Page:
- Emphasize that the present perfect tense allows us to express ongoing actions and states in a way that the simple past tense cannot. We can use the present perfect to give our listeners or readers a more complete and nuanced understanding of our actions and experiences. Challenge them to consider using the present perfect tense to add more context and specificity to something that started in the past and continues up to the present the next time they’re describing something that happened in the past.
Try some creative ideas for teaching the present perfect tense!
Conquer the present perfect with regular and irregular verbs: Have the students pair up and create a list of regular and irregular verbs. Then have them exchange that list with another pair of students and challenge them to write present perfect sentences using each verb. Have them create sentences based on a common theme to make it challenging.
Time to shine with the present perfect: Create a list of time expressions (since Monday, for two hours, already, just, etc.) and have students put their skills to the test by creating present perfect sentences using each time expression. Divide the class into teams and have each team send someone to the board to write a present perfect sentence using one of the time expressions. Ramp up the competition by only allowing main verbs to be used once. As one student finishes, another from the same team goes to the board to write another sentence. The winner is the first team to complete a sentence for each given time expression.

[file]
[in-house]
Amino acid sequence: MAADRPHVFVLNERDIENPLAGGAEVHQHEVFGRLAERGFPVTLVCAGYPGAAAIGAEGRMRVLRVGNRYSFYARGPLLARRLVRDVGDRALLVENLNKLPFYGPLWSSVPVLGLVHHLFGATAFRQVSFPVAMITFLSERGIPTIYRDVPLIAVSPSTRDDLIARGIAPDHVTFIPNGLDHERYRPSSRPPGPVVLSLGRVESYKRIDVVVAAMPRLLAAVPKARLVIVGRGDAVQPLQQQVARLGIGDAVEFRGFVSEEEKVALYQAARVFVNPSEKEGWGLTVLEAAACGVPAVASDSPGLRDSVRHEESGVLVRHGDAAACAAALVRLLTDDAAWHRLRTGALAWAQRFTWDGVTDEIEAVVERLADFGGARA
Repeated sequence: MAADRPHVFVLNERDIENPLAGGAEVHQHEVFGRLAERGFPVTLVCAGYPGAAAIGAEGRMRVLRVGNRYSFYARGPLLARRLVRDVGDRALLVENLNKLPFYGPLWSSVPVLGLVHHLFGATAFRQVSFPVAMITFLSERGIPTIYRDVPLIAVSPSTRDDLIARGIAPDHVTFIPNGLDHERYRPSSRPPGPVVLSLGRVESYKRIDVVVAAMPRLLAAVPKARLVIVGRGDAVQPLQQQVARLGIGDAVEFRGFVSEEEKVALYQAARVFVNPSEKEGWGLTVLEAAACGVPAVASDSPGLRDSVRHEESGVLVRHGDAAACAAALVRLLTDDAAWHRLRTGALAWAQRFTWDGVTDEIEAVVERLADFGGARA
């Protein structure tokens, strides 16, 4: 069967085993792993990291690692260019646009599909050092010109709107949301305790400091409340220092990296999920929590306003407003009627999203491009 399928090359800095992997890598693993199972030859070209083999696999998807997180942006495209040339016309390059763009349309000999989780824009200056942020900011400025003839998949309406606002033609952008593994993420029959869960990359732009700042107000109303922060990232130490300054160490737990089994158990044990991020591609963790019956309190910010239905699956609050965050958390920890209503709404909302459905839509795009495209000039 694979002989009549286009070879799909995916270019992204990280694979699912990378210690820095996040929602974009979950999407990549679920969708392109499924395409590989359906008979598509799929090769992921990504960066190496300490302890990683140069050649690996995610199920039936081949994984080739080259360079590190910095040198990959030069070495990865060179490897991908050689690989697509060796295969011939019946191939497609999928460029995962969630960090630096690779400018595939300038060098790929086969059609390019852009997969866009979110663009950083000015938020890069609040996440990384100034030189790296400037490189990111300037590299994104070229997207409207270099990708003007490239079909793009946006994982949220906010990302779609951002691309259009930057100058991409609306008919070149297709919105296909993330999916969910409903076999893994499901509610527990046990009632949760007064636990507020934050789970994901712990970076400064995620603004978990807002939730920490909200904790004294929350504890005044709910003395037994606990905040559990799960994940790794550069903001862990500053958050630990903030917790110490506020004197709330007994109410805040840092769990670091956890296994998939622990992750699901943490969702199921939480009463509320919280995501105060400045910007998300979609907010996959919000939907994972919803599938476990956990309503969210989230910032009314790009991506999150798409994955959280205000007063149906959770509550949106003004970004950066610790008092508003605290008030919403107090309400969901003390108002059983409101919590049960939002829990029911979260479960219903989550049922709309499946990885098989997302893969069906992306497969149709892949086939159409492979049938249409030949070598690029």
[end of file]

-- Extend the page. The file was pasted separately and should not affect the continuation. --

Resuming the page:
Present Perfectly Matching Game: Write a list of present perfect sentences with the beginning on one card and the ending on another card. Have students race against the clock to match the beginnings to the endings to create logical present perfect sentences. Use negative sentences as well as questions to make it more challenging.
The present perfect story challenge: Work in groups to create a short story using as many present perfect sentences as possible. Encourage students to use various time expressions and regular and irregular verbs. The winning group is the one who used the most present perfect sentences in a logical story format. Stop counting when a story goes off the rails.
Role play to perfect the present perfect: Practice using the present perfect in conversation by role-playing common scenarios. Here are some example role-play scenarios that would require the use of the present perfect:
- Planning a trip: One student plays the role of a travel agent, and the other student plays the role of a customer who is planning a trip. The customer can ask questions about past trips the travel agent has planned, and the travel agent can provide information using the present perfect. (I have planned many trips to Europe, I have arranged flights and accommodations for clients, etc.)